Approximately one in four people in the UK will experience a mental health problem each year but the issue of mental health problems is still surrounded in misperceptions and misconceptions.
A couple of weeks ago, I became ill at work and I thought it was an UTI. I hastily saw my GP who tested my sample and then declared there was nothing wrong with me. I had the same symptoms in May so it was puzzling that my samples were all coming back clear. Was I actually ill or making the whole thing up? Who knew? What a conundrum to solve.
I saw the same doctor in January for anxiety so he solved the long-lasting riddle and proclaimed I was having physical symptoms of anxiety. He handed me a prescription for Sertraline and put me on the waiting list for CBT. Finally, the mystery had been solved!
As I sit here writing this article on my dirty old MacBook Air, I’m focusing on the fact that I am surrounded by wonderful friends and family. At times like this, my mother always steps up to the plate and as she scooted off to her boyfriend’s, she checked I was okay and offered me the use of her double bedroom.
I am acutely aware that one of the reasons why I have anxiety is that I regularly suffer from loneliness. On the weekends, I am often found studying at home alone with just my pet dog [Willow] for company. Loneliness is gradually being reported on epidemic levels and as the BBC News reports, more than a quarter of all households contain just one person.
The Office of National Statistics recently found 16-24 year olds are more likely to be lonely than people aged 65 or older. You can be surrounded by people your own age and feel alone. Even more worryingly, loneliness often increases the likelihood of premature death with those who live alone at a 30% higher risk of early death.
This is a high price to pay for something that we can all equally tackle.
In 2018, there is still a misperception that you cannot suffer from a mental health illness if you seem fine on the outside. As news leaked into the family fold that I have anxiety, I was told that I could not have anxiety because I am the most outgoing in the family. I’m quite a sensitive soul so I had anticipated this response and found myself uncharacteristically unaffected by their comments.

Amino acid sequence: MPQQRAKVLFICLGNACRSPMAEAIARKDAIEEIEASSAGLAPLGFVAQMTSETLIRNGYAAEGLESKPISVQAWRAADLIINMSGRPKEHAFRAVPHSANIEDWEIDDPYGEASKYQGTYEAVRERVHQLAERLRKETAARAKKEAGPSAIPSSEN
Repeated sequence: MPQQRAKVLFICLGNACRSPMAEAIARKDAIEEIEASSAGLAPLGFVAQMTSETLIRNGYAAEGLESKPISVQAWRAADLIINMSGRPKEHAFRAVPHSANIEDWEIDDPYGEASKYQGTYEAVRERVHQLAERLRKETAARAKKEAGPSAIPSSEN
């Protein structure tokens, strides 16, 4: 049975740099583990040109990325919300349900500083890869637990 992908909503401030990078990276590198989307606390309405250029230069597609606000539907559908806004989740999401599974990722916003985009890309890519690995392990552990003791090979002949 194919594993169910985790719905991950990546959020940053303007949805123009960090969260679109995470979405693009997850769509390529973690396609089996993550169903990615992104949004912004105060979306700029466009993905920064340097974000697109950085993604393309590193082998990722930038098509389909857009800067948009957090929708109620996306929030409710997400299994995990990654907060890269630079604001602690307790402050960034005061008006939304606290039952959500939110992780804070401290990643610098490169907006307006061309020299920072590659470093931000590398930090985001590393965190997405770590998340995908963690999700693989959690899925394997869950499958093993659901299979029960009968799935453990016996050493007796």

Anxiety comes in many different forms. My anxiety is social-related. I hate the build-up to parties or meeting friends but as soon as I’m there, I’m fine and drinking as many cocktails as I can. I just like to OVER-THINK about every single possibility that could happen beforehand.
I am aware of the juxtaposition. My anxiety is preventing me from attending social events which in turn is making me lonely. Despite this, I do really value my friendships. Early last month, I travelled 12 hours to see a friend for 4 hours. This is partly out of loneliness as I had not seen my friend for a year. Soon the days turn into months and before you know it, it is easy to become stuck. I didn’t sign up for this never-ending circle but it has got me thinking about the best way to solve the loneliness crisis.
Loneliness is everywhere and we should all take responsibility in eradicating it. Starting a conversation with our neighbours, colleagues or someone sitting next to you on the train is something we can all do to play a role in reducing loneliness. The Prime Minister appointed the Jo Cox Loneliness Commission which found 200,000 older people had not had a conversation with relative in more than a month and up to 85% of young adults with disabilities say they feel lonely most days. It is time for us to act.
Further, a change in attitudes to mental health problems would make a great difference. I’ve lost friends because of my mental health problems. During university, it became clear that my friends weren’t comfortable with my anxiety which in turn, made me uncomfortable discussing it with them. This created a great rife and we sadly grew apart.
Any mental health problem can affect anyone of any age regardless of their personality or how they appear on the outside. We need to recognise the high cost of mental health problems and reduce misperceptions. A little bit of understanding and kindness goes a long way.